In a preferred embodiment, axial opening 309 is in the center of gear wheel 308 and is receives orienting element 401 (See FIG. 4) to orient gear wheel 308 and rotary wheel 302. First surface 352 of gear wheel 308 has a plurality of teeth 305-307 which are defined by protrusions on surface 352 near the circumference of gear wheel 308. Each tooth 305 has a first wall 391 and a second wall 392 which are radial to body 304 and slope upward and inwards toward each other to form ramps on each tooth 305. Slots 408-410 (See FIG. 4) on second surface 450 (see FIG. 4) of rotary wheel 302 are mated to receive teeth 305-307. When a proper amount of force needed to rotate handle 103 is applied to arm 210, teeth 305-307 remain in mated slots 408-410 (See FIG. 4) and exert a force on the walls 420/421 (See FIG. 4) of the slots which rotates rotary wheel 302 as described below in FIG. 5. When an amount of force in excess of the force needed to rotate handle 103 is applied to arm 210, teeth 305-307 slide upwards out of the mated slots 408-410 (see FIG. 4) to prevent the force from being exerted on base 202. The disengaging process of the break away ramps sliding out of the slots is discussed below in FIG. 6.
Second surface 451 of lever assembly 304 is depicted in FIG. 4. Coil receiving aperture 412 is axial to gear wheel 308. Opening 309 is in bottom of receiving aperture 412. Spring coil 320 is received by coil receiving aperture 412. Retaining ring 340 secures a compressed spring coil 320 inside of aperture 412 by affixing to orienting element 401. Washer 330 fit between spring coil 320 and retaining ring 340 to allow rotational movement between spring coil 320 and retaining ring 340. The compression of spring coil exerts a force on lever assembly 304 which biases the position of lever assembly 304 to keep teeth 305-307 (See FIG. 3) inside of slots 408-410 of rotary wheel 302.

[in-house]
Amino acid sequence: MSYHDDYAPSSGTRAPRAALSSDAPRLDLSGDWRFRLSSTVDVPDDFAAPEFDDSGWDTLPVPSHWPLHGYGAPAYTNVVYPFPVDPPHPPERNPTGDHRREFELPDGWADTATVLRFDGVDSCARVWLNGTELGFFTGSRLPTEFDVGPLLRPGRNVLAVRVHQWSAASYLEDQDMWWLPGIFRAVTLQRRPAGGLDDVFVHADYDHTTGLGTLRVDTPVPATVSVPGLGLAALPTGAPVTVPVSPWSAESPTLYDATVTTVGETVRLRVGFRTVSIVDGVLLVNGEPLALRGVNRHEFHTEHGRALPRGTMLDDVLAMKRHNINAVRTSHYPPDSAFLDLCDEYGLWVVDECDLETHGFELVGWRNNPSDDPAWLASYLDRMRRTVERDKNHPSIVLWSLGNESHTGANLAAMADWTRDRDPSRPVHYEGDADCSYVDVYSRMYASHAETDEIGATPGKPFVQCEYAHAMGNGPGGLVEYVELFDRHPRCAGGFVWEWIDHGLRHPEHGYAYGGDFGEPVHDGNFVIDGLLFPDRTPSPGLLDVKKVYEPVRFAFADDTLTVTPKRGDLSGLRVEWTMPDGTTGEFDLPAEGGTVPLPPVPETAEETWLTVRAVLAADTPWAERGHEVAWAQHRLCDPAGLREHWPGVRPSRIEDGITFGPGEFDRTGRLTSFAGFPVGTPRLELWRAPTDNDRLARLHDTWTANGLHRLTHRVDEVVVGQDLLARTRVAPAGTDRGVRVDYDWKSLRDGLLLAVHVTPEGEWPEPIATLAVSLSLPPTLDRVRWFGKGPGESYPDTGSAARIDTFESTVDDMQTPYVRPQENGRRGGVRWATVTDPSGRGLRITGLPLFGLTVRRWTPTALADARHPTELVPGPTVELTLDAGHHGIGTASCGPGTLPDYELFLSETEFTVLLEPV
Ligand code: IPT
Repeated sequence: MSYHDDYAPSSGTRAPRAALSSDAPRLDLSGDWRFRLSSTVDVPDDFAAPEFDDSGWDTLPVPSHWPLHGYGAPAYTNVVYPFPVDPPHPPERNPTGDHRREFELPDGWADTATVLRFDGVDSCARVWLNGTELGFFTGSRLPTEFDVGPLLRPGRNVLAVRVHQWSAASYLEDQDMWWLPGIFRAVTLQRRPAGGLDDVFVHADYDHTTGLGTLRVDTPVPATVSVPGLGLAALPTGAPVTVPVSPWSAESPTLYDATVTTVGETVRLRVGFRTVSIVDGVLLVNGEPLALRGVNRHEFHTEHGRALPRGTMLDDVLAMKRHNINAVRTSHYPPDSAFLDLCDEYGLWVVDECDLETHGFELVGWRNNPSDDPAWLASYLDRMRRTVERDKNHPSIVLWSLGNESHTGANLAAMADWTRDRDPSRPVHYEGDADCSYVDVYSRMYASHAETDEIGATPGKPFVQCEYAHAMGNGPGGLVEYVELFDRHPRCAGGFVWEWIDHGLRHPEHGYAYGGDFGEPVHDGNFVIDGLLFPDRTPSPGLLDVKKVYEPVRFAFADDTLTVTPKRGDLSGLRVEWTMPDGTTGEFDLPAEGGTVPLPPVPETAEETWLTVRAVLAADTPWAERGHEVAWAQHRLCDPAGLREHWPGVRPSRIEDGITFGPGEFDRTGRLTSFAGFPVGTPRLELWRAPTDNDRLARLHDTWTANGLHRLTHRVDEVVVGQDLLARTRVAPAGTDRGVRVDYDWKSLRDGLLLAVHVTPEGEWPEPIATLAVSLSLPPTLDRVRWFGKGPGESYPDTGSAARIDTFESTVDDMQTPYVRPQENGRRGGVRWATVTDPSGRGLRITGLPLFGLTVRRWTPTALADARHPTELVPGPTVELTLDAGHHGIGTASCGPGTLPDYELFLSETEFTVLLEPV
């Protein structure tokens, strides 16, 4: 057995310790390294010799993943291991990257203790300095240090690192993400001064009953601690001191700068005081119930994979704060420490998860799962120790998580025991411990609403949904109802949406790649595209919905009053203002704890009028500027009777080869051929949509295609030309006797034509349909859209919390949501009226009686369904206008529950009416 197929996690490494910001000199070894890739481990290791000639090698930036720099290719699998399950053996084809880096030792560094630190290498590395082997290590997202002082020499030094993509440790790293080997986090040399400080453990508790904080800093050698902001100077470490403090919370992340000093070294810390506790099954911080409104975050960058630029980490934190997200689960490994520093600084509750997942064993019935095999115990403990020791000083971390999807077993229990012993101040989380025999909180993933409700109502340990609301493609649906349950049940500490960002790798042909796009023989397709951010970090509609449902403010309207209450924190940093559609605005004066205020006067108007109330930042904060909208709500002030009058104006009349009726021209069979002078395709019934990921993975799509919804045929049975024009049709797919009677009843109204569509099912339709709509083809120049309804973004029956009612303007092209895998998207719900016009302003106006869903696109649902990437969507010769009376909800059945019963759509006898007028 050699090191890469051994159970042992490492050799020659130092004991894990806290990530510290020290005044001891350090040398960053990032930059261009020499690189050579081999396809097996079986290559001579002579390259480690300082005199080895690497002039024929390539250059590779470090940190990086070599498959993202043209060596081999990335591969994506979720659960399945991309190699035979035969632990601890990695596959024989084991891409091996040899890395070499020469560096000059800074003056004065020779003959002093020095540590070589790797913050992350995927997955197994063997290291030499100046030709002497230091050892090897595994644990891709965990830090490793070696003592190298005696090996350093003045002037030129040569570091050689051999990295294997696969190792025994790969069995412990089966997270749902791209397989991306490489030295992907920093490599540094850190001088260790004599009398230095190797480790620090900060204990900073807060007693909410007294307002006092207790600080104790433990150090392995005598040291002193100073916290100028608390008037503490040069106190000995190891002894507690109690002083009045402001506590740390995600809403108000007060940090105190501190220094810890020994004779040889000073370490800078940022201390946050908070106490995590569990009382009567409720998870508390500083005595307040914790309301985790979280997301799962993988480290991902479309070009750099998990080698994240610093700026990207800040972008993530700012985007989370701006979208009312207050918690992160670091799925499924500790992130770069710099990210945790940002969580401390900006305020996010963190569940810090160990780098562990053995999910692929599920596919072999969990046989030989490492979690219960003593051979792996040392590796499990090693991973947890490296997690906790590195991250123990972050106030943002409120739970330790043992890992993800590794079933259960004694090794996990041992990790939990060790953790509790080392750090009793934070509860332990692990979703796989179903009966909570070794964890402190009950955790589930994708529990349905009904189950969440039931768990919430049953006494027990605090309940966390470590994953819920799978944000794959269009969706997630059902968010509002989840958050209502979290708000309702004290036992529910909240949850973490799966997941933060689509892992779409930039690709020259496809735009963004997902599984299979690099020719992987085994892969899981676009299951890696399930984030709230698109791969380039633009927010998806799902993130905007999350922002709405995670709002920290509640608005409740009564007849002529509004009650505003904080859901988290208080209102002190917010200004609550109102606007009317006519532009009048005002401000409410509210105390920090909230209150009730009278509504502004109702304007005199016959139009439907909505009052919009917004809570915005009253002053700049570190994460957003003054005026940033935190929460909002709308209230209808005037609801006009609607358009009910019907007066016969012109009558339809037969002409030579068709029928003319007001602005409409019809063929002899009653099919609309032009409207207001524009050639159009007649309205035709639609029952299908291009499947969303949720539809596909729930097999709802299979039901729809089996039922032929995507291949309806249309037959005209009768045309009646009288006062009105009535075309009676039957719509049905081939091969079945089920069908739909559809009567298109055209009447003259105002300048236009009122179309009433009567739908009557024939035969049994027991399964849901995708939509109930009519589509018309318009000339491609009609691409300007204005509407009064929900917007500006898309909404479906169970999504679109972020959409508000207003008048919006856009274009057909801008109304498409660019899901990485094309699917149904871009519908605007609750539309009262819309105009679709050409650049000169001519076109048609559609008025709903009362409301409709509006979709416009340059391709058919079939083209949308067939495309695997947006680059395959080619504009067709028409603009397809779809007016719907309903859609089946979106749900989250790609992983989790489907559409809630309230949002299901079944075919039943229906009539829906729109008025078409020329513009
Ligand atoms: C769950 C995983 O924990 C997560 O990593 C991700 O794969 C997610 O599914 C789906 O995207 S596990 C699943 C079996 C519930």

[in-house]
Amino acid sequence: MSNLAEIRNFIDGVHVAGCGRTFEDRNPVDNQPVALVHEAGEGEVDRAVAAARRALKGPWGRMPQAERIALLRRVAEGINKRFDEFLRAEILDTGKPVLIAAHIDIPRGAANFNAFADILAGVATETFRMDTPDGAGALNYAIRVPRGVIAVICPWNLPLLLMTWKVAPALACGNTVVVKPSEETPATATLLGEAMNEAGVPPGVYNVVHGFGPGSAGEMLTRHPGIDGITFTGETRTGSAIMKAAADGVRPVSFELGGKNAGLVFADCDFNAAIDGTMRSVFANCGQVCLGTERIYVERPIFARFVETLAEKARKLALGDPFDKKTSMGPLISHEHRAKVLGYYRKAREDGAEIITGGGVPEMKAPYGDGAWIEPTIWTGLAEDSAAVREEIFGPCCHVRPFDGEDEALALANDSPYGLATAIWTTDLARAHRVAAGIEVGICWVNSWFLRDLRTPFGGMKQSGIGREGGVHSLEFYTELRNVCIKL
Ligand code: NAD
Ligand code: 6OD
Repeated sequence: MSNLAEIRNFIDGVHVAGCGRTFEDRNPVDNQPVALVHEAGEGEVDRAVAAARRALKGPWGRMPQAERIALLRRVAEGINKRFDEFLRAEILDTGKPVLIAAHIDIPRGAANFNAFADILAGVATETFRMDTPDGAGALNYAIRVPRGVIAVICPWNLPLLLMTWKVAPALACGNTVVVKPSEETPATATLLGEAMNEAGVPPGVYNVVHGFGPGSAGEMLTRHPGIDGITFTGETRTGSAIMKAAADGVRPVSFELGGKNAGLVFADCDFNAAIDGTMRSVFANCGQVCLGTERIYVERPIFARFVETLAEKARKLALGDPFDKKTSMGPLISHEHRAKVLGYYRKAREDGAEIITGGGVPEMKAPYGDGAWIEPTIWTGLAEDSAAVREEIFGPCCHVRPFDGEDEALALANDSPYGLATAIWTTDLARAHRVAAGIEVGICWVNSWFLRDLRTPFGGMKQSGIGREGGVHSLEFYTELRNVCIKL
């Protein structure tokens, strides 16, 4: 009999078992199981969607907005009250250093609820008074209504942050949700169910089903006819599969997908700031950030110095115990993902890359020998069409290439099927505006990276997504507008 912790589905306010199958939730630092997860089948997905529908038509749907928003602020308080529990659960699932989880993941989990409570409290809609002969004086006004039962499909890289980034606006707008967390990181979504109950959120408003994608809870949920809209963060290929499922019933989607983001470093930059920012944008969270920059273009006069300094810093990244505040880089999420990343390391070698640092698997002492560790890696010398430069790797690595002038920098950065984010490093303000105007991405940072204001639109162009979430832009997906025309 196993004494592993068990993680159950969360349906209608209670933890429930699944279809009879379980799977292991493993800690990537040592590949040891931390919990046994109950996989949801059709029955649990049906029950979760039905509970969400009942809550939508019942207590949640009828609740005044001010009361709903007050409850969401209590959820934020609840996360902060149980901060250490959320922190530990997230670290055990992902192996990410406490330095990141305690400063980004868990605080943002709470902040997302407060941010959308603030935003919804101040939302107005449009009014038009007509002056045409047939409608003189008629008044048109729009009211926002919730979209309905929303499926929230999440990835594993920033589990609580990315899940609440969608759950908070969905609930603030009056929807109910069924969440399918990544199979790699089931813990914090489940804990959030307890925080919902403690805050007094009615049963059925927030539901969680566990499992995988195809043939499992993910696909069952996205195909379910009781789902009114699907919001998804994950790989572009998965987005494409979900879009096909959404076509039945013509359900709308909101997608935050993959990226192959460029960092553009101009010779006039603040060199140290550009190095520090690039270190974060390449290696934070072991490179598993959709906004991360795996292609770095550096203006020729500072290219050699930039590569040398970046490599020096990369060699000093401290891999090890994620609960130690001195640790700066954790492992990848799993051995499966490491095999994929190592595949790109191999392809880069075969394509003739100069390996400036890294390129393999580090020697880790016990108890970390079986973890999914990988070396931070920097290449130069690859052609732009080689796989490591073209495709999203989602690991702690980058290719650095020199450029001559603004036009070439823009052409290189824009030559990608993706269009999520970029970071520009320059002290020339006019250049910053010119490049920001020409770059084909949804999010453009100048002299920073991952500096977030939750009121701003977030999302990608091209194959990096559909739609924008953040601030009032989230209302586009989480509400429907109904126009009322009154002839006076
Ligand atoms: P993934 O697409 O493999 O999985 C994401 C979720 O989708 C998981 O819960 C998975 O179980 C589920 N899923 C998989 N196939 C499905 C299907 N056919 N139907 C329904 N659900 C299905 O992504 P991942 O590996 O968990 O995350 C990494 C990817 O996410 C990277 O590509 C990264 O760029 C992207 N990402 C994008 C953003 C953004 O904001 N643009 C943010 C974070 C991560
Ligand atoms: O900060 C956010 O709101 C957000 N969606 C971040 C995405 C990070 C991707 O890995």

FIG. 5 illustrates gear wheel 308 engaging rotary wheel 302 to rotate handle 103 when a proper amount of force to rotate handle 103 is applied to arm 210 (not depicted in FIG. 5) A torque in the direction 500 is exerted on arm 210 (not depicted in FIG. 5) which causes gear wheel 308 to rotate about axis 110 in direction 500. Coil spring 320 exerts a force 501 on gear wheel 308 which keeps the teeth of gear wheel 308 (depicted in FIG. 5 by tooth 306) in the mated slots (depicted by slot 308 in FIG. 5) of rotary wheel 302. The force resulting from the torque in direction 500 is less than or equal to force 501 and the force of friction. Since force 501 and the force of friction are not overcome. Tooth 306 remains inside slot 408 and exerts force 503 on wall 421 of slot 408. Force 503 causes rotary wheel 302 to rotate in direction 500. The rotation of rotary wheel 302 causes pivot rod 106 to rotate and toggles handle 103 (not depicted in FIG. 6) between an open and closed position. The amount of torque that the system can withstand is determined by the tension of the spring, the height of the reset ramps, and the friction between the teeth 305-307 and slots 408-410.